Alaska Cruise Ports: Juneau

Alaska is my favorite cruise destination.  I’ve already been there twice, and I hope to be going back next spring.  I’m going to do a post on each port I’ve visited in Alaska, to give you some idea of what you can look forward to on YOUR cruise!  


In my first Alaska post (Cruising to Alaska: Anchorage) I looked at Anchorage, the largest city in the state, and the jumping-off point for cruise tours to Denali National Park.

Today we’re going to visit Juneau, the state capital of Alaska and a stop on just about every Alaska cruise.

Juneau, located in the southeastern part Alaska, is the second largest city (in terms of area) in the United States (after Sitka, also an Alaskan cruise port), and is larger than BOTH Rhode Island and Delaware!  Population-wise it’s not so big: about 32,000 people live in Juneau year-round.  

Cruise piers from across channel

          (This photo was taken on the way to Mendenhall Glacier: you can see the cruise piers in front of a town that isn’t all that big!)

Interesting factoid about Juneau:  it is one of only two state capitals not reachable by road from the outside.  (Can you guess the other one?)  The only way supplies  can reach Juneau is by plane or boat.

OK, so you’re thinking: “I don’t care about all that statistical jazz.  Tell me stuff I need to know about Juneau before I get there!”

You’re right!  Let’s get to the fun stuff!

It rains a lot in Juneau.  Juneau IS located in a rain forest, after all (it’s in the Tongass National Forest, which is part of the Pacific temperate rain forest) and it gets about 222 days of rain per year.  Even June, the driest month, still gets 15 rainy days.  Yeah, I know I said no more stats, but when you come to Juneau, you’d better be prepared for the rain!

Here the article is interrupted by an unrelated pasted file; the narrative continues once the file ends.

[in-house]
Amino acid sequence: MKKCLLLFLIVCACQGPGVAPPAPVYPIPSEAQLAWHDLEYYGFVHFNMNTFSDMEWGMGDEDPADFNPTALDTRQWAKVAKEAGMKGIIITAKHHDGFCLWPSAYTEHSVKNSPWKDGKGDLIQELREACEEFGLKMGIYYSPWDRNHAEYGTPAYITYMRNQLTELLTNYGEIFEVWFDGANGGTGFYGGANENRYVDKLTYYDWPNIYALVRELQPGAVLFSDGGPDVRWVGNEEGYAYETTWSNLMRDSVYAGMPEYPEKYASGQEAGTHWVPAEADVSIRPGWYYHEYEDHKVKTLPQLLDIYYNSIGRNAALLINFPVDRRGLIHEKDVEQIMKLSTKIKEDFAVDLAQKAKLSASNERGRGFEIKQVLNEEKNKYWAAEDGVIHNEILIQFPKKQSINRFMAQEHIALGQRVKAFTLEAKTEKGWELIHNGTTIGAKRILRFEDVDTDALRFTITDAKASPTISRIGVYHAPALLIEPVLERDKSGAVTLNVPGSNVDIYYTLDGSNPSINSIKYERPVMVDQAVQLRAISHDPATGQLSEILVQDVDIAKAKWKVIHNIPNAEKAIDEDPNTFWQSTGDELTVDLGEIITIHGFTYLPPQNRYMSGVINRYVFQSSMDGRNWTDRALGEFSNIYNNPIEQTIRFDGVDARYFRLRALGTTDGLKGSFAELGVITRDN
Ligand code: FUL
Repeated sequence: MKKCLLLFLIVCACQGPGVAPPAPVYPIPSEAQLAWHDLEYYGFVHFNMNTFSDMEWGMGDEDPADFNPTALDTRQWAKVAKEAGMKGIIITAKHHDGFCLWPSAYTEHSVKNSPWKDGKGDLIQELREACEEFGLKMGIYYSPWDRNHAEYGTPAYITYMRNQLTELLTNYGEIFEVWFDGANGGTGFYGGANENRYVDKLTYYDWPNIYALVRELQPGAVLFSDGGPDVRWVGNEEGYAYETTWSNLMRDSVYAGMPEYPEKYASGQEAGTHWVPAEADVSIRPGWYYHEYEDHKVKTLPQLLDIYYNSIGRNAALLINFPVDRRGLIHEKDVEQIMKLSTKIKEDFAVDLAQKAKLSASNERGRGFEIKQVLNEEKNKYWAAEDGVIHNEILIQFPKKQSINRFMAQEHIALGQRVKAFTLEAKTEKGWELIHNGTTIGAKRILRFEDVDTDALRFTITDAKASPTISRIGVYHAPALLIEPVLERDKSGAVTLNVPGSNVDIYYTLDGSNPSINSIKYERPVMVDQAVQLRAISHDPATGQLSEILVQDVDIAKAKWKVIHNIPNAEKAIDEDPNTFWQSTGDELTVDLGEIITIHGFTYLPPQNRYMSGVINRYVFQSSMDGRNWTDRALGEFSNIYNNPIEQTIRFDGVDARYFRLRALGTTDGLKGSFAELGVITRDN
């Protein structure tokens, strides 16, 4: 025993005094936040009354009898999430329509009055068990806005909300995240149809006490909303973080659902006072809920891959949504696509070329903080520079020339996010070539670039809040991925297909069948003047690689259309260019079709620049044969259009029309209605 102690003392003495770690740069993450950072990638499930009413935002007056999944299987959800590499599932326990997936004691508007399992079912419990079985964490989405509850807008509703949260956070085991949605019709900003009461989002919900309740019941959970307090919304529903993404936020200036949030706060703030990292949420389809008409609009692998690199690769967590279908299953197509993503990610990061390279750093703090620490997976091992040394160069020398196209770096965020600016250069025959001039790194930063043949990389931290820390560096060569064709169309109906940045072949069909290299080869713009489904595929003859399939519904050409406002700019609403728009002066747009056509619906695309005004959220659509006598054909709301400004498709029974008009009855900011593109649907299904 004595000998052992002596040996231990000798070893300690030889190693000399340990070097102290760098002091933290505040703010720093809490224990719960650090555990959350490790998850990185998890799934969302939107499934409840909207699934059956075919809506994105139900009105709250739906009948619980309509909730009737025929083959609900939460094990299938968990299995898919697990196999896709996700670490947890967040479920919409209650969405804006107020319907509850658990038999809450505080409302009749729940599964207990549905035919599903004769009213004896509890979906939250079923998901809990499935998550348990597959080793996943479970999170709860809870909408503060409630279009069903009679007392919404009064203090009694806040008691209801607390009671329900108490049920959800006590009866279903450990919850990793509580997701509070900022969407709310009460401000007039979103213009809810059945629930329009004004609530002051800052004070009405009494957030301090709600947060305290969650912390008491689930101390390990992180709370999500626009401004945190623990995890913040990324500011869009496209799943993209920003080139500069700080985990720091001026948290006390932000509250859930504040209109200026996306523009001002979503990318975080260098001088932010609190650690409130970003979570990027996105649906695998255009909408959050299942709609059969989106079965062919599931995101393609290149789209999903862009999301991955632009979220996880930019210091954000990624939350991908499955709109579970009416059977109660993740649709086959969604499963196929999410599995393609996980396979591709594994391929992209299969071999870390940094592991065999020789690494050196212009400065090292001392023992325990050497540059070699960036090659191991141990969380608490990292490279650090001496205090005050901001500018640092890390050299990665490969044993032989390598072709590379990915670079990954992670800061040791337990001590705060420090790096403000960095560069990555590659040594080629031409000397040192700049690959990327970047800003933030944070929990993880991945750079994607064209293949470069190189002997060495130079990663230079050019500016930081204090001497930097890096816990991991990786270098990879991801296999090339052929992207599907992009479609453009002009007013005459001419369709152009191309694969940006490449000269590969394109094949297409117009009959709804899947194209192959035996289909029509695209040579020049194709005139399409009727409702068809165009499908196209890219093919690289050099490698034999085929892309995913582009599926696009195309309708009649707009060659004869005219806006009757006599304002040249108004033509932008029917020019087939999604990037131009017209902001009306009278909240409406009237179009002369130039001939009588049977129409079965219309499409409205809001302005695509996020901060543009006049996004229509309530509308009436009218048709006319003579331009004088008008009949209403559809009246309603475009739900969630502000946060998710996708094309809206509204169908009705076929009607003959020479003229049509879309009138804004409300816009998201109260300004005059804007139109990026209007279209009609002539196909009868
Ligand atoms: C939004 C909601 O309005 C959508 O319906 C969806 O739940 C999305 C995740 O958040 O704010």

(Photo taken in the Tongass National Forest.  Not all rain forests are in tropical areas!)

Is it gloomy and wet all the time?  Not at all!  The rain might last only a few minutes or an hour or so.  It’s cloudy a lot (remember: RAIN FOREST!) but when the sun comes out in Juneau, it turns into a very special place.  So don’t let the idea of rain turn you off.  Just bring a hoodie or a poncho, and enjoy the weather!  Think of rain as liquid sunshine and you’ll do fine.

Next thing you need to know about cruising to Juneau: FORGET ABOUT THOSE CRUISE SHIP SHORE EXCURSIONS!  I’ve done a few and I’m here to tell you: a do-it-yourself day in Juneau will be MUCH more fun, and MUCH CHEAPER.  

As I said earlier, Juneau is not a big place.  You may have noticed in the picture above that the cruise ships dock quite close to town.  “CLOSE” isn’t really the proper word: most of the piers are less than 100 yards from the main drag (South Franklin Street).  You’ll step off your ship, and you’re there!  Here’s the map that the local Tourist Information Office gives you.

Juneau map

The cruise ship piers are in the lower right-hand corner of the map, with the key just above them.  MOST of the things you’ll want to see in Juneau are within easy walking distance, no matter where your ship docks.